the worst place to be pregnant or postpartum: prisons
Carceral environments do not meet, or sometimes even recognize, the basic needs of pregnant and postpartum women, according to groundbreaking research from the Pregnancy in Prison Statistics Project
We go to the Prison Policy Initiative for this week’s study “Unsupportive environments and limited policies: Pregnancy, postpartum, and birth during incarceration,” by Leah Wang.
Around 58,000 pregnant women enter jail or prison each year and many give birth or experience other outcomes during their sentence.
Premature birth, miscarriage, and C-Section rates were higher in some prison systems than among the general population.
There is a 3.3% pregnancy rate among confined youth, nearly the same as the 3.5% rate of pregnancy for incarcerated adults.
Paternal incarceration is also associated with adverse outcomes for babies that can have long-lasting impacts, like a low birth weight.
Only one-third of prisons and jails had a written policy concerning lactation.
Postpartum women are often left to the care of untrained staff who may not understand why lactation is important.
In facilities where women are allowed to lactate, their milk was sometimes cast-off and wasted because of mother-infant separation.
26% of pregnant women entering prison and 14% entering jail had opioid use disorder (OUD).
22 of 28 research sites offered medication for opioid use disorder (MOUD) but most of these facilities, they only offered MOUD to women who had begun treatment before admission.
In most facilities that offered MOUD, they would discontinue treatment postpartum.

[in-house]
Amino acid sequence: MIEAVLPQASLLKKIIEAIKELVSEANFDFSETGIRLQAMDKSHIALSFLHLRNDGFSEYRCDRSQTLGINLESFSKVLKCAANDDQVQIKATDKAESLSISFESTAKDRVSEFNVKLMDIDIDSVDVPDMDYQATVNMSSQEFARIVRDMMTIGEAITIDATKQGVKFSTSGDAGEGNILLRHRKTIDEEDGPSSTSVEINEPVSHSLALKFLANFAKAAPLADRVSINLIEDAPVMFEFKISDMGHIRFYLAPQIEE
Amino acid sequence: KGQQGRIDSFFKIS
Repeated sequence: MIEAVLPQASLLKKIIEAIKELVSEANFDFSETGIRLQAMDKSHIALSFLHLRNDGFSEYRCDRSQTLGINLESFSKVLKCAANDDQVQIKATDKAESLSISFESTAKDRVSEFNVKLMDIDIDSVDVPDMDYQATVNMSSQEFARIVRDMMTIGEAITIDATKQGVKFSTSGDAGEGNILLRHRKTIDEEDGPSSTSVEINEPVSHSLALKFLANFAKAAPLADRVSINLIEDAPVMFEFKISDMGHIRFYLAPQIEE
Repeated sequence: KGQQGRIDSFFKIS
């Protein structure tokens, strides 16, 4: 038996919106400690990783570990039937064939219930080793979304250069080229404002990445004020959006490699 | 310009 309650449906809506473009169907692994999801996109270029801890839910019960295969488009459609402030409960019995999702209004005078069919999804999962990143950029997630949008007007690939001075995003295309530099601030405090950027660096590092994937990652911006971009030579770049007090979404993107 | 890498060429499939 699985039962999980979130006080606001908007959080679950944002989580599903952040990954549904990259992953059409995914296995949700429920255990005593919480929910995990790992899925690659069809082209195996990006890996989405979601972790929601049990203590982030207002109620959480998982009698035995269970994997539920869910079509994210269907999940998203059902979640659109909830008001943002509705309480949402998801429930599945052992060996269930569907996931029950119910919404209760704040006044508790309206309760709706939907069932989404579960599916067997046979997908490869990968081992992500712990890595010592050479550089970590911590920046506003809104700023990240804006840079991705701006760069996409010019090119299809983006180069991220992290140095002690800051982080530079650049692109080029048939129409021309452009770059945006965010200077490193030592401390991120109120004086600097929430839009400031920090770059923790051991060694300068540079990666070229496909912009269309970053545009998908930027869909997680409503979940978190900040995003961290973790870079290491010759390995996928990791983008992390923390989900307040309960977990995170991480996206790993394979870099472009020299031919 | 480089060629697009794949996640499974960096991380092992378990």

In one-third of the research sites, facilities would treat OUD with detoxification or “medically supervised withdrawal” which is often painful, has a high failure rate, and ultimately increases the risk of future overdoses.
The Prison Policy Initiative recommends that prisons and jails create policies for pregnancy care that follows guidelines from the American College of Obstetricians and Gynecologists and uphold the National Commission on Correctional Health Care’s standards. Additionally, the researchers are still working to investigate and understand the likely racial disparities that exist during pregnancy behind bars.
Note from the Prison Policy Initiative about language: “While we’ve deferred to the terminology used by the authors, we acknowledge that pregnancy can overlap with multiple gender identities, and our conclusions and recommendations apply to all pregnant people.”
Read the whole report here.
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